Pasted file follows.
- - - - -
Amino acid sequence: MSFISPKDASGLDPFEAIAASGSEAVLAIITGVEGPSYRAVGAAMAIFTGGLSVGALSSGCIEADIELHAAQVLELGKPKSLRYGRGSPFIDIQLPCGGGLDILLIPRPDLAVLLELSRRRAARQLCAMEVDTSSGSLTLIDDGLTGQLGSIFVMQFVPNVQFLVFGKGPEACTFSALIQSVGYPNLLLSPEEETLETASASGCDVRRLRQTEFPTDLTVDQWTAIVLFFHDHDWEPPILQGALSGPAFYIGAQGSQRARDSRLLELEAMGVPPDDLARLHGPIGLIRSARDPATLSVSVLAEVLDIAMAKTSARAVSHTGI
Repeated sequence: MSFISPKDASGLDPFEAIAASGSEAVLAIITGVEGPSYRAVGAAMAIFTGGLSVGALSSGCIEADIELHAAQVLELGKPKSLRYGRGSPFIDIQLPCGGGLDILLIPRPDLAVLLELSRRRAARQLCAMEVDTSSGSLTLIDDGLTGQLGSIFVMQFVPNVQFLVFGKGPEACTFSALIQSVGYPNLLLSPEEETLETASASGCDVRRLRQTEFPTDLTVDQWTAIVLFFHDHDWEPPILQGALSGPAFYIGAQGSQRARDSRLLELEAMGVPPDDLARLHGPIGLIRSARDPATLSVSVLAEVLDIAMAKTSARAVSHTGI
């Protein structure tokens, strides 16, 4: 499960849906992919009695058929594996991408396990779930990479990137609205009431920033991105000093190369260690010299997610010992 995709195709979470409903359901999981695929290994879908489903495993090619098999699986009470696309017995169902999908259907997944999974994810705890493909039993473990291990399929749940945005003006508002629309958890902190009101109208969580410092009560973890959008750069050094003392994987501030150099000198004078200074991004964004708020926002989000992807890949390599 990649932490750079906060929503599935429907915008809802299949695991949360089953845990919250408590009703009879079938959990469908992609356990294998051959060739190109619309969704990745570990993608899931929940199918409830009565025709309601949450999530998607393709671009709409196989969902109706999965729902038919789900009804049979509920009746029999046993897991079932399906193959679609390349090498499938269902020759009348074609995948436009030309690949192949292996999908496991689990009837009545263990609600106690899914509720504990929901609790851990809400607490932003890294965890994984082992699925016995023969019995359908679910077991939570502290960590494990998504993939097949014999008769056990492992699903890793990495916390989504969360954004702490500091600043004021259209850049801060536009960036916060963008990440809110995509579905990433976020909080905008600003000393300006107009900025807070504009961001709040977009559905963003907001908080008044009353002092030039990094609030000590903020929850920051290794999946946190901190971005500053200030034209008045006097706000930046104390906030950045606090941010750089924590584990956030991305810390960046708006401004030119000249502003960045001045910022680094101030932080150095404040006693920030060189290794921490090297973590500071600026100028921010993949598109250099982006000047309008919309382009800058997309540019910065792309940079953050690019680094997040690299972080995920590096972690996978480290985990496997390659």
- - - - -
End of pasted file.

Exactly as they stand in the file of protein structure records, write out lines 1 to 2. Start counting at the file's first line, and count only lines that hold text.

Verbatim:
Amino acid sequence: MSFISPKDASGLDPFEAIAASGSEAVLAIITGVEGPSYRAVGAAMAIFTGGLSVGALSSGCIEADIELHAAQVLELGKPKSLRYGRGSPFIDIQLPCGGGLDILLIPRPDLAVLLELSRRRAARQLCAMEVDTSSGSLTLIDDGLTGQLGSIFVMQFVPNVQFLVFGKGPEACTFSALIQSVGYPNLLLSPEEETLETASASGCDVRRLRQTEFPTDLTVDQWTAIVLFFHDHDWEPPILQGALSGPAFYIGAQGSQRARDSRLLELEAMGVPPDDLARLHGPIGLIRSARDPATLSVSVLAEVLDIAMAKTSARAVSHTGI
Repeated sequence: MSFISPKDASGLDPFEAIAASGSEAVLAIITGVEGPSYRAVGAAMAIFTGGLSVGALSSGCIEADIELHAAQVLELGKPKSLRYGRGSPFIDIQLPCGGGLDILLIPRPDLAVLLELSRRRAARQLCAMEVDTSSGSLTLIDDGLTGQLGSIFVMQFVPNVQFLVFGKGPEACTFSALIQSVGYPNLLLSPEEETLETASASGCDVRRLRQTEFPTDLTVDQWTAIVLFFHDHDWEPPILQGALSGPAFYIGAQGSQRARDSRLLELEAMGVPPDDLARLHGPIGLIRSARDPATLSVSVLAEVLDIAMAKTSARAVSHTGI